Claims Alzheimer's can be caught are 'misleading and unnecessarily concerning for the public', expert says

A study has raised questions about the safety of some medical procedures

Tom Brooks-Pollock
Thursday 10 September 2015 14:04
Comments

Suggestions it is possible to “catch” Alzheimer’s from routine dental surgery, blood transfusions or contaminated surgical instruments have been described as “misleading” and "unnecessarily concerning for the public" by an expert.

A new study suggesting the condition could be spread by certain types of surgical procedure has been the subject of a series of headlines across most major news outlets, including The Independent.

Published in the journal Nature, the research suggested for the first time that Alzheimer’s may be a kind of transmissible infection, raising further questions about the safety of some medical procedures, possibly including blood transfusions and invasive dental treatment, which may involve the transfer of contaminated tissues or surgical equipment.

The authors, who tested eight people who had died of CJD after receiving contaminated hormone injections, found amyloid, one of the abnormal proteins associated with Alzheimer’s, in six of them.

But Dr Clare Walton, research communications manager at the Alzheimer’s Society, echoed the authors’ point that this did not show you can “catch” Alzheimer’s disease by living with someone with it – nor that anyone with any medical procedures lined up should be worried.

There is also no evidence that any surgical procedure used today, including blood transfusions, routine surgery or dentistry, can transfer Alzheimer’s to a person from another person, because the researchers did autopsies on people who were injected with material derived from cadavers.

Dr Walton said: “No people with medical procedures lined up should be concerned with these headlines. This study didn’t look at any medical procedure that we do today, so extrapolate from it that they are a risk would be misleading.

“These headlines matter – Alzheimer’s and dementia is one of the most feared conditions there is, ad 850,000 people are currently living with dementia in Britain today.

“So [such claims] are misleading and unnecessary concerning for the public. It affects a lot of people and will worry a great deal more.”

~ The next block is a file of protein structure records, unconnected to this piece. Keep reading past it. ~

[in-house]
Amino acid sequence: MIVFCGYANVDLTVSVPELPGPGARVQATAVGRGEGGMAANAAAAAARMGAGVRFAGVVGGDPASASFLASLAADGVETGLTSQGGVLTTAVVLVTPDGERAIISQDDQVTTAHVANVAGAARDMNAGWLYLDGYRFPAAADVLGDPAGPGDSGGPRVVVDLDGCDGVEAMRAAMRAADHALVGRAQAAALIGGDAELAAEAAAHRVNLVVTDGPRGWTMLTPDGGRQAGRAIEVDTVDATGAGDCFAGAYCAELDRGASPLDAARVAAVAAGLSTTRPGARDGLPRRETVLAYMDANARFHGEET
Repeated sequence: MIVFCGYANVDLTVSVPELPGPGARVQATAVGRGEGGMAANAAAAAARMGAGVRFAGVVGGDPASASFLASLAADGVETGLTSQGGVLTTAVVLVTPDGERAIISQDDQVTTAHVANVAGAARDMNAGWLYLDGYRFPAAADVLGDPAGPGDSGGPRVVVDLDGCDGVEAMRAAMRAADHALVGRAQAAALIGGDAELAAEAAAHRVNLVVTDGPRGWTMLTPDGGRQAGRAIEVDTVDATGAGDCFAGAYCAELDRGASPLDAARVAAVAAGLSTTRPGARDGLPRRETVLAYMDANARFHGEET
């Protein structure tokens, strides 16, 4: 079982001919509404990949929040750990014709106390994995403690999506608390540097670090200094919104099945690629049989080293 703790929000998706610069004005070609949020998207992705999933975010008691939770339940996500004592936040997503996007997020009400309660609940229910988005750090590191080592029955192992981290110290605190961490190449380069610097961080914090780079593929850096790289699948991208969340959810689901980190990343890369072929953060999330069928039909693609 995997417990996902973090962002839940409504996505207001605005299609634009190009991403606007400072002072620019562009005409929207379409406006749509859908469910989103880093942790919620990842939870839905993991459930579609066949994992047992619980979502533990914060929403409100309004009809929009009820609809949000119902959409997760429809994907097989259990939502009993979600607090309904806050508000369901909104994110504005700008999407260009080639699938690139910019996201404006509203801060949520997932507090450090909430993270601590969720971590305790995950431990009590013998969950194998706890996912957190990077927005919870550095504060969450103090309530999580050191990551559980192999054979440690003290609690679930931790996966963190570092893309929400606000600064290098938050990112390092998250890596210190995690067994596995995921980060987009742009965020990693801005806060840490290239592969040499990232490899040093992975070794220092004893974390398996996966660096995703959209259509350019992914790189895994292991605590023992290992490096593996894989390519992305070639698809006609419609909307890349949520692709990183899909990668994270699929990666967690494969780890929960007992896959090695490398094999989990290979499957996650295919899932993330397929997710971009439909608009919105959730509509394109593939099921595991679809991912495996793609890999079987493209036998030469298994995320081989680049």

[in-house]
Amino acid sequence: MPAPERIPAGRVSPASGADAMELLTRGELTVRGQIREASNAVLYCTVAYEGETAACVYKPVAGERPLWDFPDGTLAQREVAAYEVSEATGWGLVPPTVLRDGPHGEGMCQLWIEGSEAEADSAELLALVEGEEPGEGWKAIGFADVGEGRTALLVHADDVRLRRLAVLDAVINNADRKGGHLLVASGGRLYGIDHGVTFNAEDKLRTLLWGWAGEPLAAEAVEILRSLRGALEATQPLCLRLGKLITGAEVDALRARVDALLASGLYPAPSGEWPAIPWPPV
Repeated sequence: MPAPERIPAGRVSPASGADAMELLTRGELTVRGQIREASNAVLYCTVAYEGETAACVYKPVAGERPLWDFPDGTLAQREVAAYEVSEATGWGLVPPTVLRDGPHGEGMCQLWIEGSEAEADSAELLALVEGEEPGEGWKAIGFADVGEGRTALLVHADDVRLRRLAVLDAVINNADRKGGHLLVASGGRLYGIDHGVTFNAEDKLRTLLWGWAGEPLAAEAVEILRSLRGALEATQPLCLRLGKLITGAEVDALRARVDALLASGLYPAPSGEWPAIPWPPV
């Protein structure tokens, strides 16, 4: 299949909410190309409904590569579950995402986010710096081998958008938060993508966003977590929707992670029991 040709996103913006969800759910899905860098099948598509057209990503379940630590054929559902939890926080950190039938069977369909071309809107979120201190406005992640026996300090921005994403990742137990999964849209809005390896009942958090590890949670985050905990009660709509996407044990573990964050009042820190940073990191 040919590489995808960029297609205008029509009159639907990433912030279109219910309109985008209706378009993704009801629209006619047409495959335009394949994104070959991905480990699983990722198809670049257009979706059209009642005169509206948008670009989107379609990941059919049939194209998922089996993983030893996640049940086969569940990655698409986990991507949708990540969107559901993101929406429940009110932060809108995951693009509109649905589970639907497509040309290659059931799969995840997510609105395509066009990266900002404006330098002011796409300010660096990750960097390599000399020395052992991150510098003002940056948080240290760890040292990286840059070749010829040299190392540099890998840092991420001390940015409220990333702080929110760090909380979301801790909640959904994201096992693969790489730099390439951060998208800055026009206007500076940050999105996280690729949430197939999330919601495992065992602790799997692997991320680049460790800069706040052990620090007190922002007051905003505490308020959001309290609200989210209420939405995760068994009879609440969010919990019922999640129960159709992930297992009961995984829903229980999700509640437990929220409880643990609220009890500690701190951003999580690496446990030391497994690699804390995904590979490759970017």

The findings raise questions about some surgical procedures (AFP/Getty)

As the authors point out, Alzheimer’s is thought to occur chiefly as a result of inheriting certain genetic mutations causing the familial version of the disease, or from random “sporadic” events within the brain of elderly people, she added.

She said: “The cause is likely to be a complex interaction between genetic and lifestyle factors.”

A 2013 study showed no increased incidence of Alzheimer's disease in the 6,190 people who received injections, Dr Walton added.

Register for free to continue reading

Registration is a free and easy way to support our truly independent journalism

By registering, you will also enjoy limited access to Premium articles, exclusive newsletters, commenting, and virtual events with our leading journalists

Please enter a valid email
Please enter a valid email
Must be at least 6 characters, include an upper and lower case character and a number
Must be at least 6 characters, include an upper and lower case character and a number
Must be at least 6 characters, include an upper and lower case character and a number
Please enter your first name
Special characters aren’t allowed
Please enter a name between 1 and 40 characters
Please enter your last name
Special characters aren’t allowed
Please enter a name between 1 and 40 characters
You must be over 18 years old to register
You must be over 18 years old to register
Opt-out-policy
You can opt-out at any time by signing in to your account to manage your preferences. Each email has a link to unsubscribe.

Already have an account? sign in

By clicking ‘Register’ you confirm that your data has been entered correctly and you have read and agree to our Terms of use, Cookie policy and Privacy notice.

This site is protected by reCAPTCHA and the Google Privacy policy and Terms of service apply.

Join our new commenting forum

Join thought-provoking conversations, follow other Independent readers and see their replies

Comments

Thank you for registering

Please refresh the page or navigate to another page on the site to be automatically logged in